The last two games, he took four threes. He only took two on Saturday night, and he knocked both of them down. That’s the kind of picking and choosing that Westbrook must do for the Thunder to be at their best.
“I got on him a few times for passing up shots,” Durant said, “but I think he picked and chose his spots very well. He was getting everyone involved and rebounding the basketball, but when we needed baskets, he was aggressive enough to get to the rim and make his pull-up jump shot.
“He just played a full game tonight. A few turnovers here and there … ”
Westbrook, who was sitting next to Durant as he spoke to reporters, smirked.
It’s true that Westbrook had a few too many turnovers. He finished with seven, but he only had three in the final three quarters. Still, his four turnovers in the first quarter helped the Grizzlies not only stay in the game but also build a double-digit lead.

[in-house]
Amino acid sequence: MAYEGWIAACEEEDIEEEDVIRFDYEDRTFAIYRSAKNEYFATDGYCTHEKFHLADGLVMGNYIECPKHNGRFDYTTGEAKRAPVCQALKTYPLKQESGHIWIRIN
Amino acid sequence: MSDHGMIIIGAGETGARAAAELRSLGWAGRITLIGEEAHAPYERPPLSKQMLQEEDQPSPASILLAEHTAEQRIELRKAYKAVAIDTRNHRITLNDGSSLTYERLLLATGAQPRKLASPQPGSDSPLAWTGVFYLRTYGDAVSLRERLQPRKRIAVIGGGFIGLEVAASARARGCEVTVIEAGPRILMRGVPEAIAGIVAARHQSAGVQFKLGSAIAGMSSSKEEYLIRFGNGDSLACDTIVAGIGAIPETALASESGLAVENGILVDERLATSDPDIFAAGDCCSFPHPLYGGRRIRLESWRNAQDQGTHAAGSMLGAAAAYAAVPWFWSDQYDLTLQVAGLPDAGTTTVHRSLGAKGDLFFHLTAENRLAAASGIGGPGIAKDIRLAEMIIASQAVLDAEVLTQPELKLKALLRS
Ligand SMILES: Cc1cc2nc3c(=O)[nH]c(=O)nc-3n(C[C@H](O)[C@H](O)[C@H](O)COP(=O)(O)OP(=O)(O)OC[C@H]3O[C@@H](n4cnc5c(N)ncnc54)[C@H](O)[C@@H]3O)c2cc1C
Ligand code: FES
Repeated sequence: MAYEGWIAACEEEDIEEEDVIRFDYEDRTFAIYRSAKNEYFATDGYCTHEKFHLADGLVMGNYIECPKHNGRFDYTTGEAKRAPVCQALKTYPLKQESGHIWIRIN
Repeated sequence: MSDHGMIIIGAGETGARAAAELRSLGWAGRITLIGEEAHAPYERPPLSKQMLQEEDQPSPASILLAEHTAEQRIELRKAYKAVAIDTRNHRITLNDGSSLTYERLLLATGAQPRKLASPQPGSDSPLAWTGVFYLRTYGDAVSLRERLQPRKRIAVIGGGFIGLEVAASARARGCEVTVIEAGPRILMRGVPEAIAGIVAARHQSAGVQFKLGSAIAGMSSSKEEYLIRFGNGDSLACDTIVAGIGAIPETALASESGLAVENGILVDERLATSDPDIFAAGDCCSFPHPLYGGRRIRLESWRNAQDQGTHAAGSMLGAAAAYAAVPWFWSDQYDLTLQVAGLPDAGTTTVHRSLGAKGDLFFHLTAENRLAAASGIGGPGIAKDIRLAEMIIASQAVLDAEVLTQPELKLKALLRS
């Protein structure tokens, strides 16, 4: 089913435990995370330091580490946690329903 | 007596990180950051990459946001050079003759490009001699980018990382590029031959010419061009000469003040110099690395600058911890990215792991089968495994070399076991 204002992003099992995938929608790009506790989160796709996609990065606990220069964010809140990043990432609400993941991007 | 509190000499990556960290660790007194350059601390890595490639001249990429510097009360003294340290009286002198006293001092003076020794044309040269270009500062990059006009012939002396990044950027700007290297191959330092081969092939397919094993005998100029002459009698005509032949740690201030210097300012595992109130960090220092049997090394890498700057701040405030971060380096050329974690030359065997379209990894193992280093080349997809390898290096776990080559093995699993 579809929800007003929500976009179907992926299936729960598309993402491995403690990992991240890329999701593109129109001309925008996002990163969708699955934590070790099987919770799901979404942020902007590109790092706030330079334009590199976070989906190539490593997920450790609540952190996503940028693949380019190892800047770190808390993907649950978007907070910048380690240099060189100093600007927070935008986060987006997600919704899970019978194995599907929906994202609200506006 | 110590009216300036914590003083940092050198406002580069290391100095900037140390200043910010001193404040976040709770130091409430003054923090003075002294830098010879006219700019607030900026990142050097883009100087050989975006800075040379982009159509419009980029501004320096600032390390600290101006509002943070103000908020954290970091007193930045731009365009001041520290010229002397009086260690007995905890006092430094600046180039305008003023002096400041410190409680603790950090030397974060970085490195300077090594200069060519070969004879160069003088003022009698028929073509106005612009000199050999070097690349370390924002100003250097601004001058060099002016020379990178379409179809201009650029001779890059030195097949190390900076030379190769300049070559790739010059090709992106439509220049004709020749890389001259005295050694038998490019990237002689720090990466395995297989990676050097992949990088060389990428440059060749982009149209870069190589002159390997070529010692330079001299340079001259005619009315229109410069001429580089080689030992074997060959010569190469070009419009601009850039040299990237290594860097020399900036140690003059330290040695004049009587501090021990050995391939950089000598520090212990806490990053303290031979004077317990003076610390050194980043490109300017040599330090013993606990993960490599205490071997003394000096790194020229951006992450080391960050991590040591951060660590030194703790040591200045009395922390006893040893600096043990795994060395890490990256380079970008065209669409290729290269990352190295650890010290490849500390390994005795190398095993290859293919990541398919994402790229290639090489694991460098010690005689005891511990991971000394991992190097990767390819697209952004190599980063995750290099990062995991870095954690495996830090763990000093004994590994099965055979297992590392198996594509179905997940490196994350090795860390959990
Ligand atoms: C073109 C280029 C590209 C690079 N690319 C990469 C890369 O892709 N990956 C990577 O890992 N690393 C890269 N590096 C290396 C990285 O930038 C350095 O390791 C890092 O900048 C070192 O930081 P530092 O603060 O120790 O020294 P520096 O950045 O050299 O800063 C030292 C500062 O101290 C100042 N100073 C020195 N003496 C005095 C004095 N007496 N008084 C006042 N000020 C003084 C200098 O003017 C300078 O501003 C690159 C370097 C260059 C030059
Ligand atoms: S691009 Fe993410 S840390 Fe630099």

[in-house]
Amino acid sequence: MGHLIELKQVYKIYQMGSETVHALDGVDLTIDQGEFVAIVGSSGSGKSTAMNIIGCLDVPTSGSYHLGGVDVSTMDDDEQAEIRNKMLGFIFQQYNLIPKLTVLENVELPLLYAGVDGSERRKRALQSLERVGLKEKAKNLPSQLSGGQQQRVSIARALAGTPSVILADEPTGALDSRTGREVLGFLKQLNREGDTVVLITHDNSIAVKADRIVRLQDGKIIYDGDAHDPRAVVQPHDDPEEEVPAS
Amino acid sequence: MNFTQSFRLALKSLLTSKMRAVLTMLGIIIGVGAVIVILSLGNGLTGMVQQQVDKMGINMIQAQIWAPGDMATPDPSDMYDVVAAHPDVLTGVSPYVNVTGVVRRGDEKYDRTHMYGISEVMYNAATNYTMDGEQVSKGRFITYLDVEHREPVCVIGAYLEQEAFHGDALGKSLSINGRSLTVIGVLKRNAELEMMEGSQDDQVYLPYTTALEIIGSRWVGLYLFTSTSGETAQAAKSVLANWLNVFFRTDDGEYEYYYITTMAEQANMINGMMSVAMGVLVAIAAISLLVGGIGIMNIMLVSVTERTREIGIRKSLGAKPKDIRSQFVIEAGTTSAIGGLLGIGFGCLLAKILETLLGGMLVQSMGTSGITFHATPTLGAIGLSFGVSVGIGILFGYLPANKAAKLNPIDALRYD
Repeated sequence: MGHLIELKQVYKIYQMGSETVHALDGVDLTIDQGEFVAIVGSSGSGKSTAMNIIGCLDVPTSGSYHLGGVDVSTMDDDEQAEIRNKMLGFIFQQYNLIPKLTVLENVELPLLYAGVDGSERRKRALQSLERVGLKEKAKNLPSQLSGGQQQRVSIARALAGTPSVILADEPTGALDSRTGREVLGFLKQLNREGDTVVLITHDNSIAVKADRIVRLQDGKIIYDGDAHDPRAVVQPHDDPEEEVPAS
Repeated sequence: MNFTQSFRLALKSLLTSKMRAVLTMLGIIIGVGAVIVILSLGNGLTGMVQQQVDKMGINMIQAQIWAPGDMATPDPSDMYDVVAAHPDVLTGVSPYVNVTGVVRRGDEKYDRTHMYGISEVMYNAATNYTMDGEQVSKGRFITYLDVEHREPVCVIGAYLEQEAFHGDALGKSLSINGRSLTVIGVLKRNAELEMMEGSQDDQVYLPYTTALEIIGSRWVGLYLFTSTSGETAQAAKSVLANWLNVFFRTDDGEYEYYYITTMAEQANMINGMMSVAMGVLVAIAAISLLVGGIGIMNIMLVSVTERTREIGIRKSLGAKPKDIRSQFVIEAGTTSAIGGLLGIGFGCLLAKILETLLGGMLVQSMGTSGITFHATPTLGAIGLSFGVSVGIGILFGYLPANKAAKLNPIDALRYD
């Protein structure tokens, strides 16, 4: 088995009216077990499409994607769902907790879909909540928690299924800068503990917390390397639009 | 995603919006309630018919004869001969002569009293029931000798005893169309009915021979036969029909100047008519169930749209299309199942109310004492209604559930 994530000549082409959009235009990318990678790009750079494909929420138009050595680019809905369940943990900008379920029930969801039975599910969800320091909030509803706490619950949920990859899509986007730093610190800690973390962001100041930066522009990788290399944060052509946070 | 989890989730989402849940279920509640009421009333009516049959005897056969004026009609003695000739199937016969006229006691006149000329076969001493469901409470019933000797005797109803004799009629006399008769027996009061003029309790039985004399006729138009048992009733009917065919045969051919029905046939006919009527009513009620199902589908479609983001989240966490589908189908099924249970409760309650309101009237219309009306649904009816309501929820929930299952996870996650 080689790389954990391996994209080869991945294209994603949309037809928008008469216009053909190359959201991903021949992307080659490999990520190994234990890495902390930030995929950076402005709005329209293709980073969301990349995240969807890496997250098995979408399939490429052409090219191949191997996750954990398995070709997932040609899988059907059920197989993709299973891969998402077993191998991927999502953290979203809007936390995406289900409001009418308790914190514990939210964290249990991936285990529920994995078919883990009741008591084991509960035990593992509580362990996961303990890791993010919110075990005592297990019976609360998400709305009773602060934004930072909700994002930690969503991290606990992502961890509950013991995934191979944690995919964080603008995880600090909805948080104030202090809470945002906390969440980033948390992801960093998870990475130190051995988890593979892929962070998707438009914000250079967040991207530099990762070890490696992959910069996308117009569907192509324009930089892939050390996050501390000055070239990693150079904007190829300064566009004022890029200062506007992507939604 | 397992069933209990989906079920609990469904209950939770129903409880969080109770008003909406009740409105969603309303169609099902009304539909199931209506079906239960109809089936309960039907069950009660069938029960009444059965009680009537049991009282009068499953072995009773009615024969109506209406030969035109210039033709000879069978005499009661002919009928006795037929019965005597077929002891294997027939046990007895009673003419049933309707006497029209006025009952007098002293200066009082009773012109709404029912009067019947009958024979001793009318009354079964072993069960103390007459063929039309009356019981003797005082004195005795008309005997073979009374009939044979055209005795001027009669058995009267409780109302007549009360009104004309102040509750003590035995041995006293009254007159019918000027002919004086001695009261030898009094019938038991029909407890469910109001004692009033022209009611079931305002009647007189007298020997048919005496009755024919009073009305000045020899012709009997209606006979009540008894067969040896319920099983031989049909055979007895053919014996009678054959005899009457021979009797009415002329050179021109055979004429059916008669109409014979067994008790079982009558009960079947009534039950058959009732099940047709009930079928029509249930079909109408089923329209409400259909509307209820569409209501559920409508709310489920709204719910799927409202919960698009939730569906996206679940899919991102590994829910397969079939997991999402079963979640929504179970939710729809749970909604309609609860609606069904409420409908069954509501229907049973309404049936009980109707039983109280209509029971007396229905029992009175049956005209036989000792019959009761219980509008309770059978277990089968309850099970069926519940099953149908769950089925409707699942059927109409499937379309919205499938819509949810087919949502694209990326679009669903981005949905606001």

Thunder coach Scott Brooks said after the game that two of those first-quarter turnovers were on Westbrook but that the other two were the fault of teammates.
“We weren’t in the right space,” Brooks said. “The court was shrinking while he was attacking. We want to space when he’s attacking.”
The guys around him got it right, and so did Westbrook.
In the past 30 years, only one player has had a 25-point, 15-assist, 10-rebound performance in a playoff game while shooting at least 60 percent from the floor.
And for it to happen in a pressure-packed situation like Game 7 makes it even more amazing.
“I don’t want to go home,” Westbrook said. “You fought too hard to get to this point. We were down, and we fought too hard to put ourselves in position to come back home in front of our fans to let them down.”
Rest assured, Russ, this wasn’t a letdown, and you were a big reason why.
Jenni Carlson: Jenni can be reached at 475-4125. Like her at facebook.com/JenniCarlsonOK, follow her at twitter.com/jennicarlson_ok or view her personality page at newsok.com/jennicarlson.